Originally Posted by Chileice
I agree that we must make a choice. If we do NOT choose to serve Jesus, we have chosen not to and we remain as the unbelieving Jews to whom Jesus was addressing His words. We cannot serve God and man. God is NOT mocked, if we sow to the flesh we will reap corruption. But a servant can and does make mistakes. Imagine if people were fired the one and only time they made an error on the job.
Imagine if David had been stoned to death for committing adultery with Bathsheba and having her husband, Uriah, murdered. God's law required
that David be put to death for adultery and murder, yet God's mercy as a father trumped his law. David repented and wrote, "Create in me a clean heart, O God; and renew a right spirit within me. Cast me not away from thy presence; and take not thy holy spirit from me.
Restore unto me the joy of thy salvation; and uphold me
with thy free spirit. Then will I teach transgressors thy ways; and sinners shall be converted
unto thee" (Psalm 51:10-13). That is the prodigal son returning home, and that is what we are debating--what it truly means to come home.
What if David the prodigal son had continued to sin after returning home? Based on what Jesus said in John 8:34, David would have been a servant of sin, not a son, and servant cannot remain in God's house forever(John 8:35), only a son can remain.
Did David continue to sin after he repented? Absolutely not,
or the word of God is untrue. It is written: "Because David did that which was right in the eyes of the LORD, and turned not aside from any thing that he commanded him all the days of his life, save only in the matter of Uriah the Hittite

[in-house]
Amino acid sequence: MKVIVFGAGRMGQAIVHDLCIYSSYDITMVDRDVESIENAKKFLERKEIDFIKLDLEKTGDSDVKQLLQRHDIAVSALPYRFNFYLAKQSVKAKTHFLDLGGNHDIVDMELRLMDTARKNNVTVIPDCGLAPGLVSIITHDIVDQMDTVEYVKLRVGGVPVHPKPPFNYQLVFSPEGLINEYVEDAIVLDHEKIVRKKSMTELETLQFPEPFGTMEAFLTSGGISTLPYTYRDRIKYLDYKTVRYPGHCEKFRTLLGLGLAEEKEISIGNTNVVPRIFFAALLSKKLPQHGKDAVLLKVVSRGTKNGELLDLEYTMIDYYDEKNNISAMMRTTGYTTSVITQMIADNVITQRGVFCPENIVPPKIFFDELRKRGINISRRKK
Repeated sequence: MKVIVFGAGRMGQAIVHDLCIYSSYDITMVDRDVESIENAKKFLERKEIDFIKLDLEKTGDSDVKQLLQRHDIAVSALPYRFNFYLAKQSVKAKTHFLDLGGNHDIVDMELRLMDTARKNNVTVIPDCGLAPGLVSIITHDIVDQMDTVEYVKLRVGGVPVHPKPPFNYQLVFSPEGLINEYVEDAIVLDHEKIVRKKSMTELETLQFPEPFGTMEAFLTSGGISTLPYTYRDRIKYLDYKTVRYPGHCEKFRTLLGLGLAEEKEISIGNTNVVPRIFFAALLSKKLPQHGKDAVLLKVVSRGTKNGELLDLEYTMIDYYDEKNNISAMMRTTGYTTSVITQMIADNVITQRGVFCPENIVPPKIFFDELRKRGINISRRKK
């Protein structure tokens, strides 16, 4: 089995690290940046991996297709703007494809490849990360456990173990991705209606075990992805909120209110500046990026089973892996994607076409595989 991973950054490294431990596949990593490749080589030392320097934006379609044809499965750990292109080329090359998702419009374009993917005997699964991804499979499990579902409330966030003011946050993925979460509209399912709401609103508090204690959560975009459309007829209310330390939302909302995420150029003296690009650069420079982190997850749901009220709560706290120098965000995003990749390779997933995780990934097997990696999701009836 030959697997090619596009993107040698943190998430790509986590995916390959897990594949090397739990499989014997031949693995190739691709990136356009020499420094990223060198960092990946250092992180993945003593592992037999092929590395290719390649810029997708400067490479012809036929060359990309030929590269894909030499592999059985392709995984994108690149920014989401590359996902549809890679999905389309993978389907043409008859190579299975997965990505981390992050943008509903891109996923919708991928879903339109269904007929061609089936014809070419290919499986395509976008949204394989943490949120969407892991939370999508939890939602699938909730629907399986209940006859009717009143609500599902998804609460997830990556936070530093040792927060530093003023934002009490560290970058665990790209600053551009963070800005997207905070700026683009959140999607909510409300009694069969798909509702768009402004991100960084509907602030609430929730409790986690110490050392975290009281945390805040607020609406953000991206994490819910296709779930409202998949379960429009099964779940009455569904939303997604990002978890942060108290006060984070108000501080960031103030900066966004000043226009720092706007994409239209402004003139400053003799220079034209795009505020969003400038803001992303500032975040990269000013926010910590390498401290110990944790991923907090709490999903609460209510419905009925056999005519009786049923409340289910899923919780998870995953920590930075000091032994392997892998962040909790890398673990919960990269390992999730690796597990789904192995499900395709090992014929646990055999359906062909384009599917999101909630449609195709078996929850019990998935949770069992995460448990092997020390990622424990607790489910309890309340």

" (1Kings 15:5). David's heart was perfect
(1Ki 11:4; 1Ki 15:3), for God said he was, "a man after mine own heart" (Acts 13:22).
My opponent agrees that we must make a choice. He said, "If we do NOT choose to serve Jesus, we have chosen not to and we remain as the unbelieving." However, he has not explained how one can serve Jesus while they serve sin, which is not possible. While he rightly points to the parable of the prodigal son as evidence that God's mercy trumps our death sentence, he has not explained how the parable supports his position of a born again believer continuing to sin. The prodigal son returns home to abide, not to leave again and return again over and over.
A better parable for this debate is the parable of the two sons (Mat 21:28-32):
|But what do you think? A man had two sons, and he came to the first, and said, ‘Son, go work today in my vineyard.’ He answered, ‘I will not,’ but afterward he changed his mind, and went. He came to the second, and said the same thing. He answered, ‘I go, sir,’ but he didn’t go. Which of the two did the will of his father?" They said to him, "The first." Jesus said to them, "Most assuredly I tell you that the tax collectors and the prostitutes are entering into the Kingdom of God before you. For John came to you in the way of righteousness, and you didn’t believe him, but the tax collectors and the prostitutes believed him. When you saw it, you didn’t even repent afterward, that you might believe him. (Matt 21:28-32)|